Speckled Sanddabs are flattened, oval-shaped fish, with both eyes on the left side. They are closely related to other flatfish like halibut. When Sanddabs hatch, the little fish have an eye on both sides of their head and swim upright. As they grow larger, however, they begin to lean to the right until the eyes migrate to the left side of their bodies. They have short pectoral fins and a straight lateral line. Speckled Sanddabs are brown or tan with fine black spots on the eyed side and white on the blind side.
Young Sanddabs are nearly uniform gray and finely speckled with black on the eyed side, resembling the coloration of a sandy beach. This nature camouflage (and the upward looking eyes) helps protect the Sanddabs from winged predators like cormorants, gulls and herons. Sanddabs can be very difficult to see when resting partially or completely buried in sand, but they will dislodge themselves and quickly swim away before human beachcombers.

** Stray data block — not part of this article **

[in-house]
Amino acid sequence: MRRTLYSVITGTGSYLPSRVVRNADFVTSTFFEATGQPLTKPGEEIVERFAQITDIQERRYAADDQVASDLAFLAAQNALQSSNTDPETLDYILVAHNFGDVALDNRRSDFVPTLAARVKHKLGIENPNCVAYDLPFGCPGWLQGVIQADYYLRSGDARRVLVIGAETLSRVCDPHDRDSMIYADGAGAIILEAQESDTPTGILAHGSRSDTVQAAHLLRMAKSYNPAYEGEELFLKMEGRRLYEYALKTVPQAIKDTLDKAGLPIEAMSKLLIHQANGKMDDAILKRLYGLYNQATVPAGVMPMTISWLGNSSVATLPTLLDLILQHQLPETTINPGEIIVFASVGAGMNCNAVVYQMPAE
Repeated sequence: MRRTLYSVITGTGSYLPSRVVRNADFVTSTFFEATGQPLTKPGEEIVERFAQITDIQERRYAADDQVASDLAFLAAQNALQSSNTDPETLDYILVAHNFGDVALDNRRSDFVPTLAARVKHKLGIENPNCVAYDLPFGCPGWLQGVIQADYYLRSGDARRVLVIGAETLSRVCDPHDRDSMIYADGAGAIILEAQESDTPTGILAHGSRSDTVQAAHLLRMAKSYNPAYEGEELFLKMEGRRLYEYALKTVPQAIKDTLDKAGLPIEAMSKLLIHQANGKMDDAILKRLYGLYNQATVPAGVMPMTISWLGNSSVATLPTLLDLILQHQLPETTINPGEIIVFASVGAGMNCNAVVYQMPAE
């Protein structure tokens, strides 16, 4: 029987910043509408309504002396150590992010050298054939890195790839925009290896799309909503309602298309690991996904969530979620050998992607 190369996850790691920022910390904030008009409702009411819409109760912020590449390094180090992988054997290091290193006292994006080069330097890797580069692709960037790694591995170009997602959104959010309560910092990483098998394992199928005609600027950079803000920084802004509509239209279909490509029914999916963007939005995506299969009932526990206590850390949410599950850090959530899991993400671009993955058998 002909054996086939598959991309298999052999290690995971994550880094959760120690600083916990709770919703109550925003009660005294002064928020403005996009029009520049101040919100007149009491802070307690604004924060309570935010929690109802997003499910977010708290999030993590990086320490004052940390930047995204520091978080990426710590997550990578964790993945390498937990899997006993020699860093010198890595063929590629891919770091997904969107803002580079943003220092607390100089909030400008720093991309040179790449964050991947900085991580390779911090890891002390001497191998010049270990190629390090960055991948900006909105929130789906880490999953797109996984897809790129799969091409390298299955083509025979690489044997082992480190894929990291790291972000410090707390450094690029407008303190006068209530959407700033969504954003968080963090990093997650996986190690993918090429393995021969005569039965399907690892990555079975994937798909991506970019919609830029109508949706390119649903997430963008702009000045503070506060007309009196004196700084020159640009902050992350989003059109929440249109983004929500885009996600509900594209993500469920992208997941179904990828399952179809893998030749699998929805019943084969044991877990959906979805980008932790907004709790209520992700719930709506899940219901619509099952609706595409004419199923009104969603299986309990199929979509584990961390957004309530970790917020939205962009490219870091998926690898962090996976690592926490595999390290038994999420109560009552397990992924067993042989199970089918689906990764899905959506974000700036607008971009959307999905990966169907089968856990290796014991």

Speckled Sanddabs are common over sandy and muddy seafloors from southeastern Alaska to Baja California. They are found near shore to 1,200 feet (366 m) but usually live in shallower waters.